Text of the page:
In fairness, the same questions could be asked about religion – what are the available destinations, and how safe is the ride? Are there other ways to get to the same destination? But no. Although these questions are always asked about airlines, they are never asked about religions.

Movement for the Restoration
of the 10 Commandments
Uganda, 2000
500 dead.

In fact, because of a gradual increase in the number of religious mass suicides and their death toll, and a similar gradual decrease in airline fatalities, if you choose the appropriate time interval you can argue that more people die in churches than airliners. Of course, if you are able to think at the higher levels, you will instantly see the flaws in this argument – it's true but quite meaningless. Do you see why? Go ahead, think about it.

For those of you who have possessed religious beliefs all your life, please read this article very carefully. It is not meant to doubt your faith or your commitment. It is meant only to encourage you to think.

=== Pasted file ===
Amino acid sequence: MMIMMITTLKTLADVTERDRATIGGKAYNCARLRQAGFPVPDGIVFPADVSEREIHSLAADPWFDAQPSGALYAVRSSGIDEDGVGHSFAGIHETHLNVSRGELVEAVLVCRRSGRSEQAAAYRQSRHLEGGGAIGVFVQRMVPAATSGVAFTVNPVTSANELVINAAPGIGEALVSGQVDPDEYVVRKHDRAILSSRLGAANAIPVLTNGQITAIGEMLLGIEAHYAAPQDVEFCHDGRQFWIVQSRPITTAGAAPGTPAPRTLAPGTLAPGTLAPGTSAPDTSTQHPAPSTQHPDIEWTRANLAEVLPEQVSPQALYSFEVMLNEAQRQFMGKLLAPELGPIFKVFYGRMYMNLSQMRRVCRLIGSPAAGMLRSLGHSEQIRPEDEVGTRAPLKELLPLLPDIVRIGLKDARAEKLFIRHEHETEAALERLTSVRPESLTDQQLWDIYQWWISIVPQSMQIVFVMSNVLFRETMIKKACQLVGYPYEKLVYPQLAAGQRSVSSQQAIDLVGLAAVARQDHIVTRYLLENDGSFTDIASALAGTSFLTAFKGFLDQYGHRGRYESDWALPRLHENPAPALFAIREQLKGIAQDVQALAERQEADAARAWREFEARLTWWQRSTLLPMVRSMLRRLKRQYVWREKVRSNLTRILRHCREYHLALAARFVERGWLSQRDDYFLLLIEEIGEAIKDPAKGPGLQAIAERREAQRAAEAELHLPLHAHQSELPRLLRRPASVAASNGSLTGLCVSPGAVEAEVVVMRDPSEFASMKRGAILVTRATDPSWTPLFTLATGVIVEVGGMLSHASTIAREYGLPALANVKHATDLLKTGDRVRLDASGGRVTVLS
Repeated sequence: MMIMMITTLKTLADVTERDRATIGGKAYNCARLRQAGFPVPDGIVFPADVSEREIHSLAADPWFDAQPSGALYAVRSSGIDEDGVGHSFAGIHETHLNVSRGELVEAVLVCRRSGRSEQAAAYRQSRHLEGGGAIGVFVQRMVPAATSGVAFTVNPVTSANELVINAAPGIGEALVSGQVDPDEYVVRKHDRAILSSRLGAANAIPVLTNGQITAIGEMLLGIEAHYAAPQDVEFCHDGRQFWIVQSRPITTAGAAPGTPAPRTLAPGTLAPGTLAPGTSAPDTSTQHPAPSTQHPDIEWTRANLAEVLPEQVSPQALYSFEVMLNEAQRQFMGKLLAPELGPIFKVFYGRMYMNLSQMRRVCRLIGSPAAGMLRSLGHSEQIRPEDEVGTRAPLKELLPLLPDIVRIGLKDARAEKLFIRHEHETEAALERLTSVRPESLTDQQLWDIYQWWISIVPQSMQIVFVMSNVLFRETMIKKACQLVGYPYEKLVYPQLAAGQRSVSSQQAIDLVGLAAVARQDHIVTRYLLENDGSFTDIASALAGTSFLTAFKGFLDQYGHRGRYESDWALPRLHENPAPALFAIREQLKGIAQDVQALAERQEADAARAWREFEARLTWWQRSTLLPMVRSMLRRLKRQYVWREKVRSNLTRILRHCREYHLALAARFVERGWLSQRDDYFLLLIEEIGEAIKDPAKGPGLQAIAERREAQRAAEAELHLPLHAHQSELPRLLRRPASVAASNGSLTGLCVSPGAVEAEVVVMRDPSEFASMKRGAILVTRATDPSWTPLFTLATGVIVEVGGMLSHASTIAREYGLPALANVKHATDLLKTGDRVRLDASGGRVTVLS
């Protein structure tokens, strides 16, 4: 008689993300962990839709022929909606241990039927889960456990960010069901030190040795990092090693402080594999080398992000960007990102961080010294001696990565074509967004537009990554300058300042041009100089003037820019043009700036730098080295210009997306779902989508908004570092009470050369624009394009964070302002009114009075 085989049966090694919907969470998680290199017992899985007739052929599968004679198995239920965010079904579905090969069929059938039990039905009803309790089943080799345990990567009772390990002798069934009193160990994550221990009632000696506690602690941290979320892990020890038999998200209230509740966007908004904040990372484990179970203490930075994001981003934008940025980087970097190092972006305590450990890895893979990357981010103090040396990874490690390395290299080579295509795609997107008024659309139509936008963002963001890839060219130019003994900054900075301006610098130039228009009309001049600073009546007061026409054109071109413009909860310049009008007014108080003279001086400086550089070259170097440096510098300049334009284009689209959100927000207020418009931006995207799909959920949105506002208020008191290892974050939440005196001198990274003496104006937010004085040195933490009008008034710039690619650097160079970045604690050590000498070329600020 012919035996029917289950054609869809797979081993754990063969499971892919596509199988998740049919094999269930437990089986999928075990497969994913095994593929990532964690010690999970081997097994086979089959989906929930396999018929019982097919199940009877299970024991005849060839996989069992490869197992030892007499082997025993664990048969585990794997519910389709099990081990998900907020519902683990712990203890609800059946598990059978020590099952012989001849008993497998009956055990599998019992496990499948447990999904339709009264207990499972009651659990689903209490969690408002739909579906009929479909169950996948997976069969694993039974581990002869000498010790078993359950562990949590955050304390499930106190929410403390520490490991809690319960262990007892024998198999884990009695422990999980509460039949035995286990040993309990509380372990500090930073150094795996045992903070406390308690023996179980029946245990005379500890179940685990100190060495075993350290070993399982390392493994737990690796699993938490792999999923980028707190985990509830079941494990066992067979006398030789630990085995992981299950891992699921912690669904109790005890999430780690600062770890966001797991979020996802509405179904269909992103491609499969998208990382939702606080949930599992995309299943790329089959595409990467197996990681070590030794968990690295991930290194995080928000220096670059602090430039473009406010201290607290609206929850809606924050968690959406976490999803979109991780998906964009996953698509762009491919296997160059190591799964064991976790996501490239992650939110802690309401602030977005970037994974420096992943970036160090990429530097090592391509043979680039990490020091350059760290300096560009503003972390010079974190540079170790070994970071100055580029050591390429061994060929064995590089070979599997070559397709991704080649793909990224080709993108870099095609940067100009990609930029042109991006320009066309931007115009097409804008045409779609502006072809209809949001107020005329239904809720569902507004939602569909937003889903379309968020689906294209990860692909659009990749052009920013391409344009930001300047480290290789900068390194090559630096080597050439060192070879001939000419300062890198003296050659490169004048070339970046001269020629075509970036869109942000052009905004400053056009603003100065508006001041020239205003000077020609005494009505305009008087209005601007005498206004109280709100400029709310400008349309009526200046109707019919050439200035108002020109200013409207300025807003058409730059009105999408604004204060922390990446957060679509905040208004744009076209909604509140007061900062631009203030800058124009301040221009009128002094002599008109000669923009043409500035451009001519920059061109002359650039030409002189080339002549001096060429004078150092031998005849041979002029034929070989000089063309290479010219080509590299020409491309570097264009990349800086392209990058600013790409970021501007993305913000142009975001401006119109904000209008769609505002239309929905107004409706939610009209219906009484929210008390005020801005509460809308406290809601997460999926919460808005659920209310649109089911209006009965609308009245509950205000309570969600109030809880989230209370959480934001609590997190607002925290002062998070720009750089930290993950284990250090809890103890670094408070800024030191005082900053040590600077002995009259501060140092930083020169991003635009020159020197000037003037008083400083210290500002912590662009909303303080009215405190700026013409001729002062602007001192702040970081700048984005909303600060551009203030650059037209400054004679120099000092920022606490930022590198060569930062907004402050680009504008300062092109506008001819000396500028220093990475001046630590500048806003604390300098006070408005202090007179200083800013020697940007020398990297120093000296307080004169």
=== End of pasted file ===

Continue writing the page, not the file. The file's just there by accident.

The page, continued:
Religion relies on human spirituality – an individual experience – as its energy source. Without human spirituality, religion would have no appeal. It is fair to say that religion is the marketing of spirituality. Just like any business, religion packages its product (spirituality), delivers it and receives compensation.

But, as with the rest of retail marketing, it is not enough to have a product and customers. You must make your product unique, set it apart, then encourage consumers to switch from another product to yours.

David Koresh's Church
Waco, Texas, 1993
79 dead.

So religion's promoters are faced with a bunch of potential customers who possess a lot of natural human spirituality – people who might simply stand in the middle of a field, look at the stars, and marvel at their number, the vast distances, and the insignificance of this little planet (just an example – substitute your own favorite spiritual experience). People who might simply feel grateful to be alive, to be able to witness all that beauty. What does religion do to attract those people into a building, get them to join up, put money in a plate? Here is how one might build a religion: